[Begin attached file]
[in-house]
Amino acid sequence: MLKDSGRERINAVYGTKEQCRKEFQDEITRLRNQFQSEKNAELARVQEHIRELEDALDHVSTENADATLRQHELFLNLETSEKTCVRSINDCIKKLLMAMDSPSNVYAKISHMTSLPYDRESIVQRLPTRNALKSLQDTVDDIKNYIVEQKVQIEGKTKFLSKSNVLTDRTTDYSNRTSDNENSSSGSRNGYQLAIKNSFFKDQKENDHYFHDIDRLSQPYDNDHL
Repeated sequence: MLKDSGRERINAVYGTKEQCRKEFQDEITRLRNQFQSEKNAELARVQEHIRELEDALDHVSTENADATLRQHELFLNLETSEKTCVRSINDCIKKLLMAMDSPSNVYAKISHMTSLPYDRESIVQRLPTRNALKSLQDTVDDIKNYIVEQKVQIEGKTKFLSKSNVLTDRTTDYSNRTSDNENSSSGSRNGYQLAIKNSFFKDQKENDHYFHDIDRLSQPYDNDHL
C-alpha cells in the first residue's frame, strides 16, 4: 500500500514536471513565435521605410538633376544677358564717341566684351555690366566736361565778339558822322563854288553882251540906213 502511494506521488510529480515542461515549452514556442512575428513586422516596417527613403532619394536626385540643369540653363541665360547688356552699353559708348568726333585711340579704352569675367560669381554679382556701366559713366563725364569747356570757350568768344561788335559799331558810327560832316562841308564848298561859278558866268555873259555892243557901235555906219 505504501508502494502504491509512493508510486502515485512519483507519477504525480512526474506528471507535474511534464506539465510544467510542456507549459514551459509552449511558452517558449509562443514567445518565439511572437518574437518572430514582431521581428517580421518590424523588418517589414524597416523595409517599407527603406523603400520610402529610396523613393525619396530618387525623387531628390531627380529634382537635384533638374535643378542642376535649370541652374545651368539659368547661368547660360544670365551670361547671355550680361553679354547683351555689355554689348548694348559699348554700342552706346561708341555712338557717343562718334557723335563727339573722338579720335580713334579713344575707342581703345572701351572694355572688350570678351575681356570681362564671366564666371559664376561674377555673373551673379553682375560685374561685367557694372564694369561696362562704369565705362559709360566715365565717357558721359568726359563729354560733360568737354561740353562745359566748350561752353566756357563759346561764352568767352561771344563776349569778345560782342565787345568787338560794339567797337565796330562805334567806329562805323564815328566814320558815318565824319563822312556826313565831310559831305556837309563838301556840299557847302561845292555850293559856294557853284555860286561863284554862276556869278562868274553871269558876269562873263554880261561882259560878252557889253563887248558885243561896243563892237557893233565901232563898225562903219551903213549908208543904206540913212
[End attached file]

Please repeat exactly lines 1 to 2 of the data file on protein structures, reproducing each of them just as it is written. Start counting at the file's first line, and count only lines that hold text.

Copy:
[in-house]
Amino acid sequence: MLKDSGRERINAVYGTKEQCRKEFQDEITRLRNQFQSEKNAELARVQEHIRELEDALDHVSTENADATLRQHELFLNLETSEKTCVRSINDCIKKLLMAMDSPSNVYAKISHMTSLPYDRESIVQRLPTRNALKSLQDTVDDIKNYIVEQKVQIEGKTKFLSKSNVLTDRTTDYSNRTSDNENSSSGSRNGYQLAIKNSFFKDQKENDHYFHDIDRLSQPYDNDHL